“It ain’t how hard you hit… It’s how hard you can get hit and keep moving forward. It’s about how much you can take and keep moving forward!” – Rocky Balboa in Rocky.
Cities are known for their iconic images. One picture of the Golden Gate Bridge and the viewer knows the story he is about to see is set in San Francisco. Show the White House and you know you are in DC, Big Ben and you are in London. And show someone running up 72 stone steps and everyone will know you are in Philadelphia.
The steps are at the entrance to the Philadelphia Museum of Art, at the end of the Benjamin Franklin Parkway, Philadelphia’s answer to Paris’ Champs-Élysées. The museum was planned and built with the idea that the entire mile length of the Parkway would be visible from the entrance. Back in 1928 the trustees of the Museum couldn’t have imagined that a movie about a boxer would carry its name worldwide. But that’s what happened.
Rocky, filmed in a month on a shoestring budget, made a fortune at the box office, earned three Academy Awards, and made Sylvester Stallone a star. And by a stroke of luck the movie also gave Philadelphia one of its greatest tourist attractions. The daybreak scene of Stallone running up the Art Museum steps and turning to face the sun rising over the city was a last- minute location find, but it made the film. If you’ve never seen it, watch:
“Running the steps” became a tourist tradition on visiting Philadelphia as a result of the film’s popularity, and on any day you can find people huffing and puffing up. Most of them would never be considered an athlete or mistaken for the young Stallone. (This includes me, who ran the steps five years ago.) One athlete recently did go up the steps. However, he didn’t run.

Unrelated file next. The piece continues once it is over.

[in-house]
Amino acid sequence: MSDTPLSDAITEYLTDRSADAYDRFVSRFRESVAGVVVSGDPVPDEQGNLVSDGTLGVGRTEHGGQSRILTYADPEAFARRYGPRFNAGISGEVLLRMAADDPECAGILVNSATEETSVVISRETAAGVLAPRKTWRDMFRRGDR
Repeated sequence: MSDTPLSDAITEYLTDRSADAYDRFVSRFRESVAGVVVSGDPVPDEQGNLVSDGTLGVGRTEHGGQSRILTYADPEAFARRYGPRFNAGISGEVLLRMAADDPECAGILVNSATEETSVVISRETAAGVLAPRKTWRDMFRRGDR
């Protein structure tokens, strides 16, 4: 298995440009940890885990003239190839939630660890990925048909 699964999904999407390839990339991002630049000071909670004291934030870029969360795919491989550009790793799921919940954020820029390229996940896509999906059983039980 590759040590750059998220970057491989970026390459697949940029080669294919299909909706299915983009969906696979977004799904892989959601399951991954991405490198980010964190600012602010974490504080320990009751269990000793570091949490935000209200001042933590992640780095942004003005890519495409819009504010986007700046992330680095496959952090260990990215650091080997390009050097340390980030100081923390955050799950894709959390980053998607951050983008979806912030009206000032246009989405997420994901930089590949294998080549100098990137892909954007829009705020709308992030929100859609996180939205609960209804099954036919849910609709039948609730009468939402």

Readers are familiar with Michael Mills from our interview earlier this year. Michael’s been in a wheelchair since he was 16, and spent most of the years since showing that the differently-abled can do almost anything they set their mind to. One of his personal goals was to climb the steps. For a person without working legs, this means crawling. (I told Michael that if he really wanted to see the Art Museum, they do have a ramp. I was told “LOL Neil you crack me up!) So the Georgian left his home and visited a city without sweet tea where the residents have funny accents, so he could fulfill his dream. Hmm, overcoming challenges and giving it your all? Sounds like Rocky.
On a bright Friday morning earlier this month the “Rocky Steps crawl” began. Unfortunately I wasn’t able to be there to meet Michael, but he provided photos of the eleven minute climb to the top. As far as we know, Michael is the first person to crawl up the steps. Incidentally, he’s not the first adaptive athlete in the area; there’s a bike club of handcyclists that meets for rides nearby.
And of course Michael posed for the victory photo at the top of the steps. If you look closely and compare this photo to the clip from Rocky I posted above, you’ll notice a few differences. The obvious one is that Michael is seated. Another is that the Philadelphia skyline is very different from that of forty years ago.
But the biggest difference is that Rocky Balboa was a fictional hero.
Michael Mills is a real one.